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Zambia ruling party wins presidential election

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Zambia’s president must diversify the economy away from copper to tourism, hydropower, agriculture and other sectors to better the lives of Zambians.

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Zambia’s president must diversify the economy away from copper to tourism, hydropower, agriculture and other sectors to better the lives of Zambians. With the outcome of this latest election, just this may happen.

Zambia ruling Patriotic Front (PF) emerged victorious in the country’s highly contested presidential election, the Electoral Commission of Zambia (ECZ) announced on Saturday around 10 pm.

PF presidential candidate Edgar Lungu garnered 48.33 percent of the total votes cast while his closest rival Hakainde Hichilema of the United Party for National Development (UPND) garnered 46.67 percent of all votes, according to ECZ’s official results.

Lungu, who is also defense and justice minister, got 807,925 votes while Hichilema got 780,168 votes, indicating a difference of 27,757.

About 1,671,662 out of the 5.1 million registered voters turned up to vote, indicating a low turnout of 32.36 percent.

While the governing party said the election was transparent and reflected the will of the people, the opposition party has labeled it as fraud, with the opposition leader claiming that it has been stolen from him.

“A stolen election does not reflect the will of the people and is not going to deliver. As you know we’ve yet to hear the final few constituencies announced by the Electoral Commission of Zambia, however it is with deep regret that we now already know the predetermined result,” said Hichilema, the 52-year-old economist and wealth businessman who campaigned on the promise of turning around the economy.

But Davies Chama, the secretary-general of the governing party, told reporters immediately after Lungu was declared by acting chief justice Lombe Chibesakunda at the results center at the Mulungushi International Conference Center that the election reflects the wish of the people despite challenges faced.

“This election has shown true democracy and those who are claiming that the election is not free and fair are just alarmists, ” he said.

British High Commissioner to Zambia James Thorton said in an interview with reporters at the results center that Britain was happy with the way the country’s electoral body conducted the polls despite challenges.

“They had a short period to organize this election and despite the challenges we are confidence that the election has been free and fair and we have confidence in the election results that have been announced. There were numerous checks to prevent fraud because party agents were present at each polling station,” he said.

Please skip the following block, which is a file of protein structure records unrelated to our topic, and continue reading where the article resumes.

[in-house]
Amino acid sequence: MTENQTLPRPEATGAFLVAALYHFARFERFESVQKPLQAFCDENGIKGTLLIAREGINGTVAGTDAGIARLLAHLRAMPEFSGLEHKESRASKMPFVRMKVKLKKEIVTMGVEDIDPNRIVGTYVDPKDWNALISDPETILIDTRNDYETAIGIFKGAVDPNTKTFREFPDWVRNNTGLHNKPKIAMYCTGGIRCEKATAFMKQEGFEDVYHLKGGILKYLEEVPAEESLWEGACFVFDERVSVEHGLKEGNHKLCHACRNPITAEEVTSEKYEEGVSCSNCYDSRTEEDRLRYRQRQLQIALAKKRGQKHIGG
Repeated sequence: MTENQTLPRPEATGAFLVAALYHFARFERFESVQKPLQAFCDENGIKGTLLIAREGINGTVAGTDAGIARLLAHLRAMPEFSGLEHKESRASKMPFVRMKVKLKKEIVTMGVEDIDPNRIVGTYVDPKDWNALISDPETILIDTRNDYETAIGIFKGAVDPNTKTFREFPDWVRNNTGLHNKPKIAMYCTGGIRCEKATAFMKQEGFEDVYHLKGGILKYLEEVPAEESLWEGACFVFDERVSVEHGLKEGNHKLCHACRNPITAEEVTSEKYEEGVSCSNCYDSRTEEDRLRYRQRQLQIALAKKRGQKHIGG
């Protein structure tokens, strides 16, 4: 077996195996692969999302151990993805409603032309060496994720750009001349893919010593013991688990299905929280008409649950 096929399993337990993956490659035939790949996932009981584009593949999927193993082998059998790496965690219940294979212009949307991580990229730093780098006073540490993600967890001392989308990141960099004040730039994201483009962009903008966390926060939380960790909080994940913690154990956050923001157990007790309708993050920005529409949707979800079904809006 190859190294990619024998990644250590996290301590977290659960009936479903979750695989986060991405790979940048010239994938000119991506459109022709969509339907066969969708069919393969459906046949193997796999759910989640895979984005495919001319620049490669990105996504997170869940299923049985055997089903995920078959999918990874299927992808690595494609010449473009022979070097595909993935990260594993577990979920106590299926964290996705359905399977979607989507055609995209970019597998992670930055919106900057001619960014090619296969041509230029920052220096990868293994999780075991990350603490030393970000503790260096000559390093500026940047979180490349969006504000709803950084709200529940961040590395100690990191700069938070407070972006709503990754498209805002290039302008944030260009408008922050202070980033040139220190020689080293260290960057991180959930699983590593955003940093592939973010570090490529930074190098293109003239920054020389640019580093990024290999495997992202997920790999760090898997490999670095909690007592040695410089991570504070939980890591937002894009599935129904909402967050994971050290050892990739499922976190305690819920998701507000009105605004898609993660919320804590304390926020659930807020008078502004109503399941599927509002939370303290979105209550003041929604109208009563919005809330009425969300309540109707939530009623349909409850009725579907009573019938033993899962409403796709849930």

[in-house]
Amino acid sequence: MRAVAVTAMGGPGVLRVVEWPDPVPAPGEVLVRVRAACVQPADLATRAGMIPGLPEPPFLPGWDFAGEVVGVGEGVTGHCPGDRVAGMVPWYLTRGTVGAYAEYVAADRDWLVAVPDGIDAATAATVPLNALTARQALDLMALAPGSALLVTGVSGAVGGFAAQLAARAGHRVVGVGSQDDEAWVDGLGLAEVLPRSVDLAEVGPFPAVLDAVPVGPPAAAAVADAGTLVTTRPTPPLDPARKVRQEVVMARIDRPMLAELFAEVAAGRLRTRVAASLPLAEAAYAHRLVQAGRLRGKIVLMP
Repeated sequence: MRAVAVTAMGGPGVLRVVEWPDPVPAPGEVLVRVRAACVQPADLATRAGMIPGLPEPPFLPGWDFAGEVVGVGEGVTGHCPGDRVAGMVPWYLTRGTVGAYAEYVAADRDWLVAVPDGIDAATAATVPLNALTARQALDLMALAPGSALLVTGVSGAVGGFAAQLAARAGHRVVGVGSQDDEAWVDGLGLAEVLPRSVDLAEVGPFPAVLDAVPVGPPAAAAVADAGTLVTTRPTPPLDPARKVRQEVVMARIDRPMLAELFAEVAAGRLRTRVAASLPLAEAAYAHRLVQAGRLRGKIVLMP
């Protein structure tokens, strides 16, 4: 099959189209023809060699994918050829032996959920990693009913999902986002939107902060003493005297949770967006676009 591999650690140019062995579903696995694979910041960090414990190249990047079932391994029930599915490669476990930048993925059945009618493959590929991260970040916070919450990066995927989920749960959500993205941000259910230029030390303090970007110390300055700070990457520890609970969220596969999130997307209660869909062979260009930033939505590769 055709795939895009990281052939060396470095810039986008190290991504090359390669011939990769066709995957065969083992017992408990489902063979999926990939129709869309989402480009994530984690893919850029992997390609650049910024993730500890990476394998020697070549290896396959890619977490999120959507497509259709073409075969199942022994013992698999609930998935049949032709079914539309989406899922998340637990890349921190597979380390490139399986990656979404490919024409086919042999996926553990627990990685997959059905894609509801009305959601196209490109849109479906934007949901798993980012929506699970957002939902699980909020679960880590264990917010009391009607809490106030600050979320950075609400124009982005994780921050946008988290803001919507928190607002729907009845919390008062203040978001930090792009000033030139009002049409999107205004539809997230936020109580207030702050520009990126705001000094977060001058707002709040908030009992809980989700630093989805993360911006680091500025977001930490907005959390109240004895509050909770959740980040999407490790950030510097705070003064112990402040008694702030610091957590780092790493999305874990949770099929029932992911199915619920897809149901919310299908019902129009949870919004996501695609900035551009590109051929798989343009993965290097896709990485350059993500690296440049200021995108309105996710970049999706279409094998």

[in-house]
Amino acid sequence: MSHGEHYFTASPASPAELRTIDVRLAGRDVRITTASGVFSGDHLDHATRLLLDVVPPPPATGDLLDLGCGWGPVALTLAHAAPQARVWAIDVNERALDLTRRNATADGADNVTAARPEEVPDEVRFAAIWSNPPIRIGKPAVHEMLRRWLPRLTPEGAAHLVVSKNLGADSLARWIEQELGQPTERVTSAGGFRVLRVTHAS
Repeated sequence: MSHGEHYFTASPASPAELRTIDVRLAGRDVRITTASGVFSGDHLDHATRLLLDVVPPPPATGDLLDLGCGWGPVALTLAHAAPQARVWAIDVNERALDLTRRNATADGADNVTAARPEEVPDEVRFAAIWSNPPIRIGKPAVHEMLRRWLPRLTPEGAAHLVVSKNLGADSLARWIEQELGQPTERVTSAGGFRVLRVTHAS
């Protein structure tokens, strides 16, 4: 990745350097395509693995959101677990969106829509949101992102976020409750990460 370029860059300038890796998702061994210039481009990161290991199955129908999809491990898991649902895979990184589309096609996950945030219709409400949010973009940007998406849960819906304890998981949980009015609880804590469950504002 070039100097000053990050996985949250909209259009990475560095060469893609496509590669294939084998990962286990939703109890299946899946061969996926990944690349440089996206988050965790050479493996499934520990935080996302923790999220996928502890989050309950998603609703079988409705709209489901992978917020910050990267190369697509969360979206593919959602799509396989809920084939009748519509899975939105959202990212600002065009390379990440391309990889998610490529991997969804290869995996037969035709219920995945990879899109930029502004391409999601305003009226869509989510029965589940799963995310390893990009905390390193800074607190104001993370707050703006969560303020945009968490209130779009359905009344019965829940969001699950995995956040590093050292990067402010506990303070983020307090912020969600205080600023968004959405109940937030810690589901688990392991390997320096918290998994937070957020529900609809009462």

The British envoy said his government was ready to work with the new leader to spur development in the southern African nation.

The election held on Jan. 20 was 11 candidates standing but was marred by hiccups such as bad weather which affected the transportation of election materials and staff, forcing the electoral body to extend the election for another three days.

Lungu, 58, has succeeded late President Michael Sata who died in London last October after serving only three of his five-year term. He will be sworn-in on Sunday to become Zambia’s sixth president since the country got independence from Britain in 1964.

The rapid rise of the quiet Zambian lawyer to the country’s top job has shocked many in this southern African nation, with opposition candidates ridiculing him that he would not take the country anywhere when he openly said he will only follow his successor’s vision during campaigns.

Lungu rose to national attention in the political arena following the victory of the PF when Sata appointed him as a deputy minister in the Office of the Vice-President before elevating him to the position of Minister of Home Affairs.

However last year, Sata gave him two ministerial position of defense and justice as well as the secretary-general of the governing party. Sata later left Lungu to act as president when he left for medical treatment in London.

Lungu grew up on the Copperbelt Province and studied law at the country’s top university, the University of Zambia where he graduated in 1983.

His campaign was premised on continuing the legacy of his predecessor which includes continuing with various infrastructure projects. Lungu will only be in office for 18 months before a general election next year.

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Editor in chief is Linda Hohnholz.